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That might account for the difference between Van Voast's experience and that of the Outdoor Co-Ed Topless Pulp Fiction Appreciation Society, a book club that has met in Manhattan parks for the past three summers. Society members are, by and large, in their early to mid-20s, and while they attract a crowd, they say they've never experienced serious harassment from the police, much less the threat of arrest. (Van Voast and the book clubbers agree that being topless in a group is nothing like going it alone.)
Kuby dismisses any notion that police were ever concerned Van Voast might be in the throes of a mental health crisis.
"Holly videoed most of her conduct that resulted in her arrests and her commitments," he explains. "There's absolutely nothing in her behavior — at least by New York City standards — that would convey as floridly psychotic or anything else, besides the fact that she's clearly outspoken and in your face.
"Was she agitated when she was dragged off to a mental institution for exercising her rights?" the lawyer continues. "Yeah, she was reasonably agitated. But agitated is not floridly psychotic, or even disturbed. I would be agitated too. I would rip shit. They'd have to put me in handcuffs."
In May 2013, with the help of Kuby and another civil rights attorney, Katherine Rosenfeld, Van Voast sued the city, the NYPD, Police Commissioner Ray Kelly, and several dozen individual officers, accusing them of unlawful imprisonment, negligent hiring, and violating her constitutional rights.
As they deposed police officer after officer, it became clear to Kuby and Rosenfeld that Van Voast's assessment had been on the mark: Most of the cops had no idea toplessness was legal. One officer, Philip Wong, testified that he'd arrested Van Voast in a subway station because "it's a hazard. . . . It's rare to see somebody, a female, topless in the train station."
"Was there a violation of the law?" Rosenfeld asked him.
"There's public lewdness," he replied.
Rosenfeld and Kuby were aware that at 10 consecutive roll calls, beginning in February of this year, NYPD commanders read their 34,000 officers a memo. It reminded them that women aren't committing a crime by "simply exposing their breasts in public."
Police officers in New York state have had a long time to get used to the notion of a woman going shirtless in public. A quarter-century before Holly Van Voast first unpeeled her pasties, Ramona Santorelli and Mary Lou Schloss made history at a topless picnic a group of feminists staged for the sole purpose of getting arrested.
"We chose June 21, the summer solstice," Santorelli says of the watershed event in 1986. Nine women took off their shirts and waited for police to arrest them. The activists were charged with violating New York state penal law section 245.01, which prohibits exposing "the private or intimate parts" of one's body. The law went on to spell out a crucial gender distinction: On "a female person," said "parts" included "that portion of the breast which is below the top of the areola."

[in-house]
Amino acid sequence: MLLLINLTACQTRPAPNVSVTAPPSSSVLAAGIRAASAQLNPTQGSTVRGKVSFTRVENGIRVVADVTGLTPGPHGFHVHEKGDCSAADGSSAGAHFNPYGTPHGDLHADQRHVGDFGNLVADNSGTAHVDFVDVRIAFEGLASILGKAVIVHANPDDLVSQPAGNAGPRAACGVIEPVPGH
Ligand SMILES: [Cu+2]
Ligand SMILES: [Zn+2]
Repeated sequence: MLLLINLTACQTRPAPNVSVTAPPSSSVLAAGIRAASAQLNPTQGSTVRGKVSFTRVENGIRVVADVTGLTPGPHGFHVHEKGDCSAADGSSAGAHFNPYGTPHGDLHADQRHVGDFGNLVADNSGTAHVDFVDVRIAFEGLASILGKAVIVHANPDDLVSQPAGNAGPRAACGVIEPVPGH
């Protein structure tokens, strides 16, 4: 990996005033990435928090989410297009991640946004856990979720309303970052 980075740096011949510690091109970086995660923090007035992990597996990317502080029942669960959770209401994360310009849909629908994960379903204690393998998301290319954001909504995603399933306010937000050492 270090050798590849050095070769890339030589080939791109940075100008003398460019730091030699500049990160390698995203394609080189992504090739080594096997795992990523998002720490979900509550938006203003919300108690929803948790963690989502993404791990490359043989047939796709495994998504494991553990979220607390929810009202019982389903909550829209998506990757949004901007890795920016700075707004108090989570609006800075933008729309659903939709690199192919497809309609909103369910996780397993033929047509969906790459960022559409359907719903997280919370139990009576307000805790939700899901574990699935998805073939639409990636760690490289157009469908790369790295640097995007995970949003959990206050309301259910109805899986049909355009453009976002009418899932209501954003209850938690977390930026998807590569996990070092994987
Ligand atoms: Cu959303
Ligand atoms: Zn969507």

The event was eagerly covered by local reporters, who found plenty of smirk-worthy fodder.
"'Doffing our tops,' 'baring our breasts' — all these really nasty ways to describe women taking off their shirts," says Santorelli, who coaches girls' basketball and works as a life coach for adults.
Santorelli will stop you the instant the T-word crosses your lips.
"That word, 'topless,' it puts a huge red flag up for me," she says. "It makes my hair stand up every time. Holly likes the word, but I do not. It fuels the patriarchal values of how women are viewed. It has the connotation to topless bars and pornography, which from day one was what we were trying to get away from." Although the two women admire each other very much, she says, "Holly will not agree with me on this. We've even had some debates about it."
After their arrest, Santorelli and Schloss (the latter prefers not to speak to reporters) sued the state, alleging that section 245.01 was discriminatory and unconstitutional. After a six-year battle, the case reached New York's highest court. In 1992, a panel of New York State Court of Appeals judges ruled that the "discriminatory effect" of the law did not "serve an important governmental interest," and that the classification was not "based on a reasoned predicate." The panel further noted that New York was one of only two states that "criminalizes the mere exposure by a woman in a public place of a specific part of her breast."
The ruling was published in July of that year. But for a long time afterward, it wasn't widely known that a woman could go shirtless anyplace a man could.
"I've lost a lot of jobs because of my activism in my early years," Santorelli says today. "It's hard for me as a basketball coach. I lost a lot of opportunities. If I had to do it all over again, I may not have. I'm 55 now. I'm in a situation where I didn't devote a lot of my time to a career. I was more political, and an out lesbian — being very active that way. It cost me. You give up something for causes. I think I forfeited a career, that's what I think. But you learn to live with it. I have friends who think it's fantastic. I look at them and think: 'What the hell was I thinking? What the hell did I do to myself?'"